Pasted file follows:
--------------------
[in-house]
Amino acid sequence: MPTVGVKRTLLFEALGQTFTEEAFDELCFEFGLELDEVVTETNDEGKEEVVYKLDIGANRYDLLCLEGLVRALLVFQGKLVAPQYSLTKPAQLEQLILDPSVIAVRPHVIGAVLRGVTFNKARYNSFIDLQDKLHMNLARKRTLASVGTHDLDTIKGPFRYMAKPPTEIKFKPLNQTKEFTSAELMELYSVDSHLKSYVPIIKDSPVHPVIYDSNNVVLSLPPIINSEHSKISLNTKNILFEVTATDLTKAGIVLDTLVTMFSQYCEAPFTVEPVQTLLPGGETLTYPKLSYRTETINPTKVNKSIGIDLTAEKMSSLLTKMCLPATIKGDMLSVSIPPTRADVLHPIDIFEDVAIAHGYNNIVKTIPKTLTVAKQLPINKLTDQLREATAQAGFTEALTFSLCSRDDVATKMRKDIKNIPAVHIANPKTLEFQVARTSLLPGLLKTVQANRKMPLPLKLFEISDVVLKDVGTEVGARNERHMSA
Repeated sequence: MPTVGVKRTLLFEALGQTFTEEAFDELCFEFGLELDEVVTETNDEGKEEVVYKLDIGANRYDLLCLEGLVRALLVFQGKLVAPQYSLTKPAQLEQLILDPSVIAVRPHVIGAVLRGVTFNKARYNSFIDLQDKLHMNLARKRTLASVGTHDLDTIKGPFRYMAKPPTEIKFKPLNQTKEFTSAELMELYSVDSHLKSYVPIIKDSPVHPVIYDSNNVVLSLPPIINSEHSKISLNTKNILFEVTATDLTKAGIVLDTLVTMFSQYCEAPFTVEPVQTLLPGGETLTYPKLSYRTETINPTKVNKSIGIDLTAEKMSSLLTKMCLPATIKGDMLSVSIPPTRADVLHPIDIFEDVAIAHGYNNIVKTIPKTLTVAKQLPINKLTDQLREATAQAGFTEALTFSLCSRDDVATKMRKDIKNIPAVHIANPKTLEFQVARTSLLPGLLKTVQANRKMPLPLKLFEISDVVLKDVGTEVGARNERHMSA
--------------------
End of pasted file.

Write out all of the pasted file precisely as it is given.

[in-house]
Amino acid sequence: MPTVGVKRTLLFEALGQTFTEEAFDELCFEFGLELDEVVTETNDEGKEEVVYKLDIGANRYDLLCLEGLVRALLVFQGKLVAPQYSLTKPAQLEQLILDPSVIAVRPHVIGAVLRGVTFNKARYNSFIDLQDKLHMNLARKRTLASVGTHDLDTIKGPFRYMAKPPTEIKFKPLNQTKEFTSAELMELYSVDSHLKSYVPIIKDSPVHPVIYDSNNVVLSLPPIINSEHSKISLNTKNILFEVTATDLTKAGIVLDTLVTMFSQYCEAPFTVEPVQTLLPGGETLTYPKLSYRTETINPTKVNKSIGIDLTAEKMSSLLTKMCLPATIKGDMLSVSIPPTRADVLHPIDIFEDVAIAHGYNNIVKTIPKTLTVAKQLPINKLTDQLREATAQAGFTEALTFSLCSRDDVATKMRKDIKNIPAVHIANPKTLEFQVARTSLLPGLLKTVQANRKMPLPLKLFEISDVVLKDVGTEVGARNERHMSA
Repeated sequence: MPTVGVKRTLLFEALGQTFTEEAFDELCFEFGLELDEVVTETNDEGKEEVVYKLDIGANRYDLLCLEGLVRALLVFQGKLVAPQYSLTKPAQLEQLILDPSVIAVRPHVIGAVLRGVTFNKARYNSFIDLQDKLHMNLARKRTLASVGTHDLDTIKGPFRYMAKPPTEIKFKPLNQTKEFTSAELMELYSVDSHLKSYVPIIKDSPVHPVIYDSNNVVLSLPPIINSEHSKISLNTKNILFEVTATDLTKAGIVLDTLVTMFSQYCEAPFTVEPVQTLLPGGETLTYPKLSYRTETINPTKVNKSIGIDLTAEKMSSLLTKMCLPATIKGDMLSVSIPPTRADVLHPIDIFEDVAIAHGYNNIVKTIPKTLTVAKQLPINKLTDQLREATAQAGFTEALTFSLCSRDDVATKMRKDIKNIPAVHIANPKTLEFQVARTSLLPGLLKTVQANRKMPLPLKLFEISDVVLKDVGTEVGARNERHMSA